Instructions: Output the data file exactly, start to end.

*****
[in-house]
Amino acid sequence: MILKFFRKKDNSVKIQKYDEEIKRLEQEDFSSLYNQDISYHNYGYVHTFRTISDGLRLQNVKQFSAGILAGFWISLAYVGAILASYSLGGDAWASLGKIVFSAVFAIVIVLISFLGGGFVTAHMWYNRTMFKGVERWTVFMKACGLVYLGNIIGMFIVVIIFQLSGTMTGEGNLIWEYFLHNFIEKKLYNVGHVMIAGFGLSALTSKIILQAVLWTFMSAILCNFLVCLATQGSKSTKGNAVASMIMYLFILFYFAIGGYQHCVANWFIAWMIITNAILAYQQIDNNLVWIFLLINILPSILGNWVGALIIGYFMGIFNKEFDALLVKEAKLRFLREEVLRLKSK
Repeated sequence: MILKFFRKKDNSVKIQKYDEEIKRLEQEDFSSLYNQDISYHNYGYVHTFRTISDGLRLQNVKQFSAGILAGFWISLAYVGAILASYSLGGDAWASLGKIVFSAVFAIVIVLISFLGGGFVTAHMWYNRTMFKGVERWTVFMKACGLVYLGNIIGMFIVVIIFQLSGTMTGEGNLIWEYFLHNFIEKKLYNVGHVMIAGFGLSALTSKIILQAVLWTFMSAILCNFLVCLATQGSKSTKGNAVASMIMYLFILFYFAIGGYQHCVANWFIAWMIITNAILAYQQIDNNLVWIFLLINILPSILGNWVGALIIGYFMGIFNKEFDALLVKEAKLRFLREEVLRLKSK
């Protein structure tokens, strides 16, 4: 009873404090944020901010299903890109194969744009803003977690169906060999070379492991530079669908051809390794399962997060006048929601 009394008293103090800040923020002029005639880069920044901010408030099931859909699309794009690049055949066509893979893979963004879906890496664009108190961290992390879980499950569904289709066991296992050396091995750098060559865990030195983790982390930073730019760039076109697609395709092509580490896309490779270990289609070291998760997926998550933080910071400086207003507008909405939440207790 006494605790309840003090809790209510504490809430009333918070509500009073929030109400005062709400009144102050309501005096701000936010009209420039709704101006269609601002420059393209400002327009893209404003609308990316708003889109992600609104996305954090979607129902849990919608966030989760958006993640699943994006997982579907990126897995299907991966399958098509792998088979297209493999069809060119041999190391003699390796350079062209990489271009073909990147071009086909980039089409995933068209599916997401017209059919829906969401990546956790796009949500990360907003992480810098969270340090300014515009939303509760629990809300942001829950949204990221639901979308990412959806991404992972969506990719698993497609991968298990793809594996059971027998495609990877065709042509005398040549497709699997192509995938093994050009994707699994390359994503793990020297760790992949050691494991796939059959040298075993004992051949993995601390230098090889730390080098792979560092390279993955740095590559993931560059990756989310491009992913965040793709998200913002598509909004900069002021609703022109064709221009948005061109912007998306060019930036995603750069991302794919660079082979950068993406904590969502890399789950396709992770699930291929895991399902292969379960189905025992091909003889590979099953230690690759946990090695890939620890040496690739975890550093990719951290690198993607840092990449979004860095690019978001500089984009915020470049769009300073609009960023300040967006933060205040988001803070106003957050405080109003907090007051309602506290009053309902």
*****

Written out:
[in-house]
Amino acid sequence: MILKFFRKKDNSVKIQKYDEEIKRLEQEDFSSLYNQDISYHNYGYVHTFRTISDGLRLQNVKQFSAGILAGFWISLAYVGAILASYSLGGDAWASLGKIVFSAVFAIVIVLISFLGGGFVTAHMWYNRTMFKGVERWTVFMKACGLVYLGNIIGMFIVVIIFQLSGTMTGEGNLIWEYFLHNFIEKKLYNVGHVMIAGFGLSALTSKIILQAVLWTFMSAILCNFLVCLATQGSKSTKGNAVASMIMYLFILFYFAIGGYQHCVANWFIAWMIITNAILAYQQIDNNLVWIFLLINILPSILGNWVGALIIGYFMGIFNKEFDALLVKEAKLRFLREEVLRLKSK
Repeated sequence: MILKFFRKKDNSVKIQKYDEEIKRLEQEDFSSLYNQDISYHNYGYVHTFRTISDGLRLQNVKQFSAGILAGFWISLAYVGAILASYSLGGDAWASLGKIVFSAVFAIVIVLISFLGGGFVTAHMWYNRTMFKGVERWTVFMKACGLVYLGNIIGMFIVVIIFQLSGTMTGEGNLIWEYFLHNFIEKKLYNVGHVMIAGFGLSALTSKIILQAVLWTFMSAILCNFLVCLATQGSKSTKGNAVASMIMYLFILFYFAIGGYQHCVANWFIAWMIITNAILAYQQIDNNLVWIFLLINILPSILGNWVGALIIGYFMGIFNKEFDALLVKEAKLRFLREEVLRLKSK
């Protein structure tokens, strides 16, 4: 009873404090944020901010299903890109194969744009803003977690169906060999070379492991530079669908051809390794399962997060006048929601 009394008293103090800040923020002029005639880069920044901010408030099931859909699309794009690049055949066509893979893979963004879906890496664009108190961290992390879980499950569904289709066991296992050396091995750098060559865990030195983790982390930073730019760039076109697609395709092509580490896309490779270990289609070291998760997926998550933080910071400086207003507008909405939440207790 006494605790309840003090809790209510504490809430009333918070509500009073929030109400005062709400009144102050309501005096701000936010009209420039709704101006269609601002420059393209400002327009893209404003609308990316708003889109992600609104996305954090979607129902849990919608966030989760958006993640699943994006997982579907990126897995299907991966399958098509792998088979297209493999069809060119041999190391003699390796350079062209990489271009073909990147071009086909980039089409995933068209599916997401017209059919829906969401990546956790796009949500990360907003992480810098969270340090300014515009939303509760629990809300942001829950949204990221639901979308990412959806991404992972969506990719698993497609991968298990793809594996059971027998495609990877065709042509005398040549497709699997192509995938093994050009994707699994390359994503793990020297760790992949050691494991796939059959040298075993004992051949993995601390230098090889730390080098792979560092390279993955740095590559993931560059990756989310491009992913965040793709998200913002598509909004900069002021609703022109064709221009948005061109912007998306060019930036995603750069991302794919660079082979950068993406904590969502890399789950396709992770699930291929895991399902292969379960189905025992091909003889590979099953230690690759946990090695890939620890040496690739975890550093990719951290690198993607840092990449979004860095690019978001500089984009915020470049769009300073609009960023300040967006933060205040988001803070106003957050405080109003907090007051309602506290009053309902």